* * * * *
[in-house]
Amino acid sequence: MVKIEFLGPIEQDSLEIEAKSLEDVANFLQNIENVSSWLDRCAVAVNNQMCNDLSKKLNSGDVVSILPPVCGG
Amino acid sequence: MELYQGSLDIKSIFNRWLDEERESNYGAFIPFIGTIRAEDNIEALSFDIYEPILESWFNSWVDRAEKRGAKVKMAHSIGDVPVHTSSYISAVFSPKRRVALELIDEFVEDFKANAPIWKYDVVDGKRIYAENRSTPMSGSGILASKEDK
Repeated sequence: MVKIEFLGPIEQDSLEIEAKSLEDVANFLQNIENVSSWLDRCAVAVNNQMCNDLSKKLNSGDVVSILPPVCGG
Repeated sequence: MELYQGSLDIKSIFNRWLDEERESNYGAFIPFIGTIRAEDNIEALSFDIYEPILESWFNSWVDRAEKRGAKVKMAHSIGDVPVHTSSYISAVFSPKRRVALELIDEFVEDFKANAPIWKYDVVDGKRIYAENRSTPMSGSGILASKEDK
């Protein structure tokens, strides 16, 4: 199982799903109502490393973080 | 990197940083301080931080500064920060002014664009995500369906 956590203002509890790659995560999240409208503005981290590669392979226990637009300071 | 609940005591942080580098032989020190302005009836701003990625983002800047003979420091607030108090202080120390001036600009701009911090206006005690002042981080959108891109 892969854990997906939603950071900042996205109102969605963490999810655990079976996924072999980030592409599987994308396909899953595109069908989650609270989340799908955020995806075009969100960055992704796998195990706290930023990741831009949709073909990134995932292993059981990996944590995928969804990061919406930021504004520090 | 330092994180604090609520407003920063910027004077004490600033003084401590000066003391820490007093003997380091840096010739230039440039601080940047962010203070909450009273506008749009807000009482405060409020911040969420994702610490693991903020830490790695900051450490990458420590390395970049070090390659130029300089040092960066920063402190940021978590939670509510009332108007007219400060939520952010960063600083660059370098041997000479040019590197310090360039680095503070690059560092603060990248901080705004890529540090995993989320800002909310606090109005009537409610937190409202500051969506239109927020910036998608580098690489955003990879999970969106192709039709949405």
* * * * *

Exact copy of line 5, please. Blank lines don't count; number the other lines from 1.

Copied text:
Repeated sequence: MELYQGSLDIKSIFNRWLDEERESNYGAFIPFIGTIRAEDNIEALSFDIYEPILESWFNSWVDRAEKRGAKVKMAHSIGDVPVHTSSYISAVFSPKRRVALELIDEFVEDFKANAPIWKYDVVDGKRIYAENRSTPMSGSGILASKEDK